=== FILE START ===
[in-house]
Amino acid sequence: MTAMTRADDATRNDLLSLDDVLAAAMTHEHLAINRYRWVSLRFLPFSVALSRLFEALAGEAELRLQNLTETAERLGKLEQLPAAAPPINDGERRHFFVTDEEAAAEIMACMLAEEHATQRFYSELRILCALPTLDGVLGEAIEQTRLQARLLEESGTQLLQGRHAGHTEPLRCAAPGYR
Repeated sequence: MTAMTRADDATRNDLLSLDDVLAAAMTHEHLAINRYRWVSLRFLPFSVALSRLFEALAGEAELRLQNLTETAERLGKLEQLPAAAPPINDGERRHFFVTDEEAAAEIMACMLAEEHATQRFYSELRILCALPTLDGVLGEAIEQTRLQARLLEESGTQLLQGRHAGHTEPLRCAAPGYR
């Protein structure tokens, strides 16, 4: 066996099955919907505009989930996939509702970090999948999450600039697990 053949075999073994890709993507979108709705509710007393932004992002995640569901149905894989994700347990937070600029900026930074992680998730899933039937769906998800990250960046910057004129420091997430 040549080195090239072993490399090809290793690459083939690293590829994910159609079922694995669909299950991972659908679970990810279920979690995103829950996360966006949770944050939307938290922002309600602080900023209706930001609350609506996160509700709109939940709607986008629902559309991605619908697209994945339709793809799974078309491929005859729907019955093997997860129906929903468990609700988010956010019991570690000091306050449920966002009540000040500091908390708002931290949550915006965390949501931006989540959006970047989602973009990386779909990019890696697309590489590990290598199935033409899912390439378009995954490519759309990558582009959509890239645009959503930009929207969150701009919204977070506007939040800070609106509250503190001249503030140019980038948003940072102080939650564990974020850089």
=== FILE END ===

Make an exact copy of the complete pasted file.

[in-house]
Amino acid sequence: MTAMTRADDATRNDLLSLDDVLAAAMTHEHLAINRYRWVSLRFLPFSVALSRLFEALAGEAELRLQNLTETAERLGKLEQLPAAAPPINDGERRHFFVTDEEAAAEIMACMLAEEHATQRFYSELRILCALPTLDGVLGEAIEQTRLQARLLEESGTQLLQGRHAGHTEPLRCAAPGYR
Repeated sequence: MTAMTRADDATRNDLLSLDDVLAAAMTHEHLAINRYRWVSLRFLPFSVALSRLFEALAGEAELRLQNLTETAERLGKLEQLPAAAPPINDGERRHFFVTDEEAAAEIMACMLAEEHATQRFYSELRILCALPTLDGVLGEAIEQTRLQARLLEESGTQLLQGRHAGHTEPLRCAAPGYR
């Protein structure tokens, strides 16, 4: 066996099955919907505009989930996939509702970090999948999450600039697990 053949075999073994890709993507979108709705509710007393932004992002995640569901149905894989994700347990937070600029900026930074992680998730899933039937769906998800990250960046910057004129420091997430 040549080195090239072993490399090809290793690459083939690293590829994910159609079922694995669909299950991972659908679970990810279920979690995103829950996360966006949770944050939307938290922002309600602080900023209706930001609350609506996160509700709109939940709607986008629902559309991605619908697209994945339709793809799974078309491929005859729907019955093997997860129906929903468990609700988010956010019991570690000091306050449920966002009540000040500091908390708002931290949550915006965390949501931006989540959006970047989602973009990386779909990019890696697309590489590990290598199935033409899912390439378009995954490519759309990558582009959509890239645009959503930009929207969150701009919204977070506007939040800070609106509250503190001249503030140019980038948003940072102080939650564990974020850089």